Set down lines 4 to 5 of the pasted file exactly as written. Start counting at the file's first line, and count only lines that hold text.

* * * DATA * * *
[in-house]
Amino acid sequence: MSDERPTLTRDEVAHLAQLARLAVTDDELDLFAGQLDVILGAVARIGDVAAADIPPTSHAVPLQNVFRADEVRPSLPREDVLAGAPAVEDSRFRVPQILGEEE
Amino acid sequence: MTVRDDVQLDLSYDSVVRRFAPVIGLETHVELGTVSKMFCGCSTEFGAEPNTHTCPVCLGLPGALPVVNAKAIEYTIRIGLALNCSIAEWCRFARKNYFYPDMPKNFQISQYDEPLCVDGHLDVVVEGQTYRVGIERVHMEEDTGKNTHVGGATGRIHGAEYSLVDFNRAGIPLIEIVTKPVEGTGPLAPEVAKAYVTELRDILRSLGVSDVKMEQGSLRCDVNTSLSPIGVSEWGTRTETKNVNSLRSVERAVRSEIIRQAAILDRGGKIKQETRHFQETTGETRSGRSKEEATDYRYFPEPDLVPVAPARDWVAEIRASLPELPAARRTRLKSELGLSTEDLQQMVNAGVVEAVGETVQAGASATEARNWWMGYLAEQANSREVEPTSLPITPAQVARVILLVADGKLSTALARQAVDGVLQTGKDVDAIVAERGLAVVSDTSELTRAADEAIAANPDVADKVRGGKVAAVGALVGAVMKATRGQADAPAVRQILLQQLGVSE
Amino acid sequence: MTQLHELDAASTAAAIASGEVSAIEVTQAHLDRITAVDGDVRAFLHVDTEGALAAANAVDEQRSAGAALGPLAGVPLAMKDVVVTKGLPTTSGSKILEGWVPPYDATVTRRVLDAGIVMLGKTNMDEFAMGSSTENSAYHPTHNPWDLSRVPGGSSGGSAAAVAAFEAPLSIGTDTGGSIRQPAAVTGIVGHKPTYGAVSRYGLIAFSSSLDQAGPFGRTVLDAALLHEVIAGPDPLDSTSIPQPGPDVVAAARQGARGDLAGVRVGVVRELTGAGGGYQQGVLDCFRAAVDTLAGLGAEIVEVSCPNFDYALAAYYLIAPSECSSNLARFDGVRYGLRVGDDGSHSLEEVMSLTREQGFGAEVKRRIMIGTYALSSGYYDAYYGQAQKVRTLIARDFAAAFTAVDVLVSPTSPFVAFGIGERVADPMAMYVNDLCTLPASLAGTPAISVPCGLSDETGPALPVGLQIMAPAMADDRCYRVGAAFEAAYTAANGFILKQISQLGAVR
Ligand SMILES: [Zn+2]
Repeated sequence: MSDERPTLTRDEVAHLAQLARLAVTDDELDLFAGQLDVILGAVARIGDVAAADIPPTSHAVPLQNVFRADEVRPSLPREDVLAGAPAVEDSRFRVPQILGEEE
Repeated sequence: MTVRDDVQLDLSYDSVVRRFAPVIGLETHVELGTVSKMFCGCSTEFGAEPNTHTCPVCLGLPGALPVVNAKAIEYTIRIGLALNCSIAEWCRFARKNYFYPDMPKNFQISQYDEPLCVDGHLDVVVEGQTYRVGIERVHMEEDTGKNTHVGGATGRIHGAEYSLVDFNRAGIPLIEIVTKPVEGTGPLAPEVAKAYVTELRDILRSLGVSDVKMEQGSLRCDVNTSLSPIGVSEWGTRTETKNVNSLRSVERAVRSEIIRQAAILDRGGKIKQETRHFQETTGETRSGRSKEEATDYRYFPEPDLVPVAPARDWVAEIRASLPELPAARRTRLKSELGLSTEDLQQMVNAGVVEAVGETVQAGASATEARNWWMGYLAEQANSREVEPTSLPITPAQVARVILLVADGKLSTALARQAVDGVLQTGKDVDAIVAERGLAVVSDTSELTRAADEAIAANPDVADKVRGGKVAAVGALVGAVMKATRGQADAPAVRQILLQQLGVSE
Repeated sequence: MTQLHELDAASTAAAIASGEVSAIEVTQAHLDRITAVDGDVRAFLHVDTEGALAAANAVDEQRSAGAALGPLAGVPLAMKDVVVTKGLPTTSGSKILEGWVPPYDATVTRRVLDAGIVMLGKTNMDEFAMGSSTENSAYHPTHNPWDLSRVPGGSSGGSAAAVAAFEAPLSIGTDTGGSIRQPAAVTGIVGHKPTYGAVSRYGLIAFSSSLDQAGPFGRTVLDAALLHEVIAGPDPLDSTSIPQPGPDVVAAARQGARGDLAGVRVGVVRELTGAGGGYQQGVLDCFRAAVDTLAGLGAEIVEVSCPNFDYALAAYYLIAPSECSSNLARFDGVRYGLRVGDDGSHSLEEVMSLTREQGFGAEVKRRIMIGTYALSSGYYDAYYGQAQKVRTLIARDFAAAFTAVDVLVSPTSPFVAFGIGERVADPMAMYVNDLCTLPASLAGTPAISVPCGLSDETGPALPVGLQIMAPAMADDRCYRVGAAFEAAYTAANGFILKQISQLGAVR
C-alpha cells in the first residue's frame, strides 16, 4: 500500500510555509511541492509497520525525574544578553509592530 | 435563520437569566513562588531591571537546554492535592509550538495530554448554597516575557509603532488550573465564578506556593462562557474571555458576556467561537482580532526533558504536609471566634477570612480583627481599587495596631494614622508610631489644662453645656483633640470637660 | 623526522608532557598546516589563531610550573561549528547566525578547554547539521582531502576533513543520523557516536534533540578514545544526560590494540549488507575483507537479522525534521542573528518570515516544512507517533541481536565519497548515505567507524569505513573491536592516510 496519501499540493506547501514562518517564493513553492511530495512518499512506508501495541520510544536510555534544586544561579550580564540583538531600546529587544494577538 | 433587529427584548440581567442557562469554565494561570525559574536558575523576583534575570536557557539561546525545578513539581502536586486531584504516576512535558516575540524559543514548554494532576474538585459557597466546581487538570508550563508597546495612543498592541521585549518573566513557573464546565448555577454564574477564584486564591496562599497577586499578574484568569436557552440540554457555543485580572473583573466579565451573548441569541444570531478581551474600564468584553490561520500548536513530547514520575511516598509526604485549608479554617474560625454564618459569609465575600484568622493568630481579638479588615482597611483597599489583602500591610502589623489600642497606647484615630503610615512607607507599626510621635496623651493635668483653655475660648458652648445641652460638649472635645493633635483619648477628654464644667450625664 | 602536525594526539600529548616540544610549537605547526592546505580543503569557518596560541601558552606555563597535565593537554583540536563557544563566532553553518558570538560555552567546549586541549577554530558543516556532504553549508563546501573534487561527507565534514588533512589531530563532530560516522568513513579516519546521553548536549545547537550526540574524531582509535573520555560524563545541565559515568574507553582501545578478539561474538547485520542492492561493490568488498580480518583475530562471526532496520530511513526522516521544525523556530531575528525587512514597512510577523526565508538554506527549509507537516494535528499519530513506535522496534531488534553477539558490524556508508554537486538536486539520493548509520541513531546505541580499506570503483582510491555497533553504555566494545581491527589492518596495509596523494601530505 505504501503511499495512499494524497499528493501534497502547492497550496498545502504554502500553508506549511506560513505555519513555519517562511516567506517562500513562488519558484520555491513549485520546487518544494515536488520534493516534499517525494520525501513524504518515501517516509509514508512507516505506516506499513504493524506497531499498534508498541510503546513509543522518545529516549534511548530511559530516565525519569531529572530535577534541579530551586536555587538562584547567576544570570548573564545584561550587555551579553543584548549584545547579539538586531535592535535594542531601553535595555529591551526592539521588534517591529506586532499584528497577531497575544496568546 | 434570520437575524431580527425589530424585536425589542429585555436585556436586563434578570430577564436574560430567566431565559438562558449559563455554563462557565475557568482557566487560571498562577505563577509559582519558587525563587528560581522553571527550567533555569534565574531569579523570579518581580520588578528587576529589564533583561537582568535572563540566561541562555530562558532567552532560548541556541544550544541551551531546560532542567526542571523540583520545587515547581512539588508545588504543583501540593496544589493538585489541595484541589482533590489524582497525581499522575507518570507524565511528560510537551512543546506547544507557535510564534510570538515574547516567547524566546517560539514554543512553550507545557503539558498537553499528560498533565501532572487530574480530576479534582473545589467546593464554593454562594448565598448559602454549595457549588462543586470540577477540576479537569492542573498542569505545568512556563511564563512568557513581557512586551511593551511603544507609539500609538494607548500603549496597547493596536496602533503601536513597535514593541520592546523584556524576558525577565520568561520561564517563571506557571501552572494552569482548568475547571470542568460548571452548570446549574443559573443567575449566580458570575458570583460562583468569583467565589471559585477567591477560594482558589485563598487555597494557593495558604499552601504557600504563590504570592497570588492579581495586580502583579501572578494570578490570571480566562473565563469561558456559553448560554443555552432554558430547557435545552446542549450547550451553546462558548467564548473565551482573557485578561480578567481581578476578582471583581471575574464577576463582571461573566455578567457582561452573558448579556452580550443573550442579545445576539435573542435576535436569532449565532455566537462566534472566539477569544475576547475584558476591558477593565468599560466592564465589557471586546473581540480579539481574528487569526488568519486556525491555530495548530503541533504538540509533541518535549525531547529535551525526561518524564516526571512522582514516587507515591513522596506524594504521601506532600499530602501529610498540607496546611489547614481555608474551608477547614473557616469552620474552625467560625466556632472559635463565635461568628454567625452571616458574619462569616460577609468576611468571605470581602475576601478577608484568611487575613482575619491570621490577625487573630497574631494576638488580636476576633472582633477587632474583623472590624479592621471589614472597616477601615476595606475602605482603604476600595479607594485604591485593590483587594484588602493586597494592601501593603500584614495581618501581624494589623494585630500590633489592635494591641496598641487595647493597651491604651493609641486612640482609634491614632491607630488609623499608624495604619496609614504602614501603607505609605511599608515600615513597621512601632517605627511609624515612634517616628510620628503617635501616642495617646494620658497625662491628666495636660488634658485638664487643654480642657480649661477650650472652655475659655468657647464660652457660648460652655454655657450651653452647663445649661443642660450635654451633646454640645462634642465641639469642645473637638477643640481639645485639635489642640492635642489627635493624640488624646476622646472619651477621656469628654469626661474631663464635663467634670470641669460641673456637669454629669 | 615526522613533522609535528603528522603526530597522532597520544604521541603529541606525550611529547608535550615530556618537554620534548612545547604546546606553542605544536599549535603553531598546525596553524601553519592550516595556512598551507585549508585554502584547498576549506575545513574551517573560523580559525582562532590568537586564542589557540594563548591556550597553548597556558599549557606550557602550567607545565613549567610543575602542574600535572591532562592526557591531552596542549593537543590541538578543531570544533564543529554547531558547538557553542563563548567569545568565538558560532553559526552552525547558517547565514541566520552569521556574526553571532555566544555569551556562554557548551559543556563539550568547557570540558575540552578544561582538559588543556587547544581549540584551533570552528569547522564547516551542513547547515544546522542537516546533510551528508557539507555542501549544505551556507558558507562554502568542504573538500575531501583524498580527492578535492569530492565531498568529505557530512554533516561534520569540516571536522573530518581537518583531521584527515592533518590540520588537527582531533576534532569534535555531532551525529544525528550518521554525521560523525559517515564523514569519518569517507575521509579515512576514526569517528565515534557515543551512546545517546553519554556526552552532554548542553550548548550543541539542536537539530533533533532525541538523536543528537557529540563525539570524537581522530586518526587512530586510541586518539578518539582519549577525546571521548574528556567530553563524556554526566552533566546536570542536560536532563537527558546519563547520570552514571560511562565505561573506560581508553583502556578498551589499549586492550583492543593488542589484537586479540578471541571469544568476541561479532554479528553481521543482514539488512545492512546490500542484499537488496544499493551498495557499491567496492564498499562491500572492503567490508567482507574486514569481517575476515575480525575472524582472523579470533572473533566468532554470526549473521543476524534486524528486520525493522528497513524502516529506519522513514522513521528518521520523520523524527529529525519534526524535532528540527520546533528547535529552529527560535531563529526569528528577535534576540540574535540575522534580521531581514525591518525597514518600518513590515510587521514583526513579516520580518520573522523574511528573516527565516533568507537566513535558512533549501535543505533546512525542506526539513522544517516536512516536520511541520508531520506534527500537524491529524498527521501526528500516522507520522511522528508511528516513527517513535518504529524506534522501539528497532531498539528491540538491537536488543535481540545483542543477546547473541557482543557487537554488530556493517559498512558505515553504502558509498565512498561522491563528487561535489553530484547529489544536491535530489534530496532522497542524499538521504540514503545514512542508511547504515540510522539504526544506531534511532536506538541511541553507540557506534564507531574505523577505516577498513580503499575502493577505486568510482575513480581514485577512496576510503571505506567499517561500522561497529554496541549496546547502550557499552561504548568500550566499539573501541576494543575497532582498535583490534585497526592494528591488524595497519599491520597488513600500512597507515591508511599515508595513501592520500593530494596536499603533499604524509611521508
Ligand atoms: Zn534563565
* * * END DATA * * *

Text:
Amino acid sequence: MTQLHELDAASTAAAIASGEVSAIEVTQAHLDRITAVDGDVRAFLHVDTEGALAAANAVDEQRSAGAALGPLAGVPLAMKDVVVTKGLPTTSGSKILEGWVPPYDATVTRRVLDAGIVMLGKTNMDEFAMGSSTENSAYHPTHNPWDLSRVPGGSSGGSAAAVAAFEAPLSIGTDTGGSIRQPAAVTGIVGHKPTYGAVSRYGLIAFSSSLDQAGPFGRTVLDAALLHEVIAGPDPLDSTSIPQPGPDVVAAARQGARGDLAGVRVGVVRELTGAGGGYQQGVLDCFRAAVDTLAGLGAEIVEVSCPNFDYALAAYYLIAPSECSSNLARFDGVRYGLRVGDDGSHSLEEVMSLTREQGFGAEVKRRIMIGTYALSSGYYDAYYGQAQKVRTLIARDFAAAFTAVDVLVSPTSPFVAFGIGERVADPMAMYVNDLCTLPASLAGTPAISVPCGLSDETGPALPVGLQIMAPAMADDRCYRVGAAFEAAYTAANGFILKQISQLGAVR
Ligand SMILES: [Zn+2]